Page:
Marsh & McLennan (MMC) President and Chief Executive Officer (CEO) Dan Glaser discussed the role of Artificial Intelligence (AI) in both disrupting and advancing the re/insurance industry, noting its potential to improve data use and drive more efficient value to customers, in a recent interview with A.M. BestTV.
Commenting on how AI could disrupt an industry already in the throngs of change, Glaser said; “Whether it impacts the broker more or whether it impacts the capital provider more, time will tell. I have no idea what those structural changes in the industry will be. What I do believe is that companies will need more advice and they will absolutely want to transfer some of their risk to some third-party, and so I think that the industry itself is pretty assured to have some role to play in the future.
“How that role plays out is anybody’s guess. But I happen to think that structurally both insurance companies and insurance brokers will likely use AI and other deep learning techniques to deliver more value to clients in a more efficient way.
“As it relates to our industry, clearly the ability to use lots of data in order to create more predictive capability, seems to be something that is going to be very interesting for clients. How to mitigate or how to avoid loss based upon learnings for many companies and many countries seems like a real positive.”
How the re/insurance and broker industry deals with disruption and the revamping of processes through technological breakthroughs such as AI and blockchain is a factor high on the agenda of most innovation executives.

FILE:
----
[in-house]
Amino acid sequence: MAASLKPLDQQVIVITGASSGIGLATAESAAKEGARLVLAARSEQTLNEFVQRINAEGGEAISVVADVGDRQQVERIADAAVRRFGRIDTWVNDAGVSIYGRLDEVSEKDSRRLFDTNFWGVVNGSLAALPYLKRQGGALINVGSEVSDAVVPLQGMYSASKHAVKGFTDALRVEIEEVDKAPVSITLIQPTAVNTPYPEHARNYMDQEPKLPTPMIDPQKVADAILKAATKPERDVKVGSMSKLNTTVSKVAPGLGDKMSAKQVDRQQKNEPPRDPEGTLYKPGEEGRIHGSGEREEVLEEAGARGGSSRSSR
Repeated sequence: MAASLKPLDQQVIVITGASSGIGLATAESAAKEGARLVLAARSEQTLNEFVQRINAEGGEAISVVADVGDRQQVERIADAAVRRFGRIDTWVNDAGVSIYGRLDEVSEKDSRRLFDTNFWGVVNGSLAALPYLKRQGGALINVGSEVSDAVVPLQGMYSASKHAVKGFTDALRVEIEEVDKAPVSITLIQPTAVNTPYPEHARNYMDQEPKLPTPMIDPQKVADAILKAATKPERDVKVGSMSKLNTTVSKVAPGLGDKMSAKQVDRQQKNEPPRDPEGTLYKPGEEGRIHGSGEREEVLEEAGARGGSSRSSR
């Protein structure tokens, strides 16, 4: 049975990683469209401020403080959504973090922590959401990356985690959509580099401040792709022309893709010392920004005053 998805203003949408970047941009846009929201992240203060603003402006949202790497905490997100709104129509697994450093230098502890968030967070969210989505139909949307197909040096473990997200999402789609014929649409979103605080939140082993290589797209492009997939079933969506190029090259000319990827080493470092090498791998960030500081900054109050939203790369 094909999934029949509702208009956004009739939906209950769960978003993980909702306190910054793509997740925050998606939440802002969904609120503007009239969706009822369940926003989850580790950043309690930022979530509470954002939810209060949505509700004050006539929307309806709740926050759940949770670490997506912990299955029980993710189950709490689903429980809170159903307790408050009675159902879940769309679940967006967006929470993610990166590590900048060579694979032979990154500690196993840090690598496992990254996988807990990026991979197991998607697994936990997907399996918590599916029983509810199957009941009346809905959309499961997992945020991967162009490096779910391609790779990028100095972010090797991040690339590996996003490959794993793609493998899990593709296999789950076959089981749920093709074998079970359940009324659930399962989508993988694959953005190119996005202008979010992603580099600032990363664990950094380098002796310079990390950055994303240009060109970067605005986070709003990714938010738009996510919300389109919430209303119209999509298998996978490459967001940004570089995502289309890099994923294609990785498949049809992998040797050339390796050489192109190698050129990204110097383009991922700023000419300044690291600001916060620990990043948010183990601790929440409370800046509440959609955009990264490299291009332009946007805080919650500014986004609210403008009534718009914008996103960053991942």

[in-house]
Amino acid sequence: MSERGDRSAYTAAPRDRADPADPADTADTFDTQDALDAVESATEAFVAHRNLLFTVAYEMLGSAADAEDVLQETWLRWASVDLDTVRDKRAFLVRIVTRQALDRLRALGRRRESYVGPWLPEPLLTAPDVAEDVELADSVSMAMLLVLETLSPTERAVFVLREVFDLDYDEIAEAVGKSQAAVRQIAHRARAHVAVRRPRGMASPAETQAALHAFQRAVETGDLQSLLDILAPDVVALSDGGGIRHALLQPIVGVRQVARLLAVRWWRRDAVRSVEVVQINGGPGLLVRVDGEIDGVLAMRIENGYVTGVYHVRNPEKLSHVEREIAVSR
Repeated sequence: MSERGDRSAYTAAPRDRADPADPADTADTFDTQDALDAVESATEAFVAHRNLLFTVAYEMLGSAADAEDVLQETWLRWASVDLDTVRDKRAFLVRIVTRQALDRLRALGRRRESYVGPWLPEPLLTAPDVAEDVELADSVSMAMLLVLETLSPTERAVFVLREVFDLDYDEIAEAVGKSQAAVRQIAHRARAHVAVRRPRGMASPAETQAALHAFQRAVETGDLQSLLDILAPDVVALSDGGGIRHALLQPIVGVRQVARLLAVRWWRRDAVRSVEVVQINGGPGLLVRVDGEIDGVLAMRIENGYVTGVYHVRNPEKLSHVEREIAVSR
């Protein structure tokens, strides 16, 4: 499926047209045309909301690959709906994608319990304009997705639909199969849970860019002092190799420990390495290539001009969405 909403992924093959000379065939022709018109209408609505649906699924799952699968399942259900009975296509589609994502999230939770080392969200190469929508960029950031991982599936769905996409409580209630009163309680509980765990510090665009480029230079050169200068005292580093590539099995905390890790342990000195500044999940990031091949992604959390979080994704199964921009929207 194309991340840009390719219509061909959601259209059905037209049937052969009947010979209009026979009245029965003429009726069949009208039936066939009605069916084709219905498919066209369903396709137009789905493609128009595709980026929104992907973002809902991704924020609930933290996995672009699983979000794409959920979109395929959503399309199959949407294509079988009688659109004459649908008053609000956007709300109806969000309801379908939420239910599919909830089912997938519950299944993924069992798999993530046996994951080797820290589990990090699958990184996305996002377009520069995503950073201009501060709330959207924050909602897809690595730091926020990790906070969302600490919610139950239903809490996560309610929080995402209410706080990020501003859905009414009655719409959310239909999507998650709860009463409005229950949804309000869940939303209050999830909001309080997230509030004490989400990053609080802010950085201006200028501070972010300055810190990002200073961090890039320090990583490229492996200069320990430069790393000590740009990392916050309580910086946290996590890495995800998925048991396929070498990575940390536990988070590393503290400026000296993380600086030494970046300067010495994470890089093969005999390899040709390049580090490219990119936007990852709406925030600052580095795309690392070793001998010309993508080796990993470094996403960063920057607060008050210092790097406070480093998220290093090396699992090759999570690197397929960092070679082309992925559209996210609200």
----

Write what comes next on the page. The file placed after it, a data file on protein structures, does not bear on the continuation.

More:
Firms are upping the ante in their investment and preparation for a period of the greatest change the industry has undergone.
2017 was a record-setting year for private technology investments by re/insurers, which are leading the way in InsurTech investment after significantly increasing their activity in the market in Q4 2017, according to the fourth Quarterly InsurTech Briefing from Willis Towers Watson in collaboration with CB Insights.
65% of the incumbent InsurTech investments to date have been in businesses focused on enhancing the efficiency of product delivery, underwriting, claims and other administrative functions and $697 million of InsurTech funding in Q4 rounded off 2017 at a total of $2.3 billion, a 36% increase from $1.7 billion recorded in 2016 and the second highest total for any year to date, according to Willis.
The century-old insurer Lloyd’s recently announced the launch of an Innovation Lab to test new concepts, design advanced technology solutions to solve market issues and give it a place that can act as a testbed for market modernisation efforts.
Lloyd’s has also said that it will “push ahead” with electronic placement to support face-to-face negotiations, increase efficiency in the marketplace, lower back office costs, and provide a better customer service.
Meanwhile, Rafal Walkiewicz, Chief Executive Officer (CEO) of Willis Towers Watson Securities, noted recently that in the midst of conversations about disruption of the existing value chain, he believes “technology revolutions rarely result in redistribution of power among incumbents. It can be argued that incumbents’ collective response to InsurTech hype has diminished their ability to recognise true disruption.”
Commenting on the broader social implications of AI, Glaser said while it’s still unclear as to over time whether AI will be a positive to humanity or a negative; “My view is that it’s likely to be a positive and that the possibility of addressing some really deep challenges around poverty or food production, climate change and those sorts of issues, so I’d like to think of it as a supplement to human intelligence, augmented intelligence as opposed to artificial intelligence.”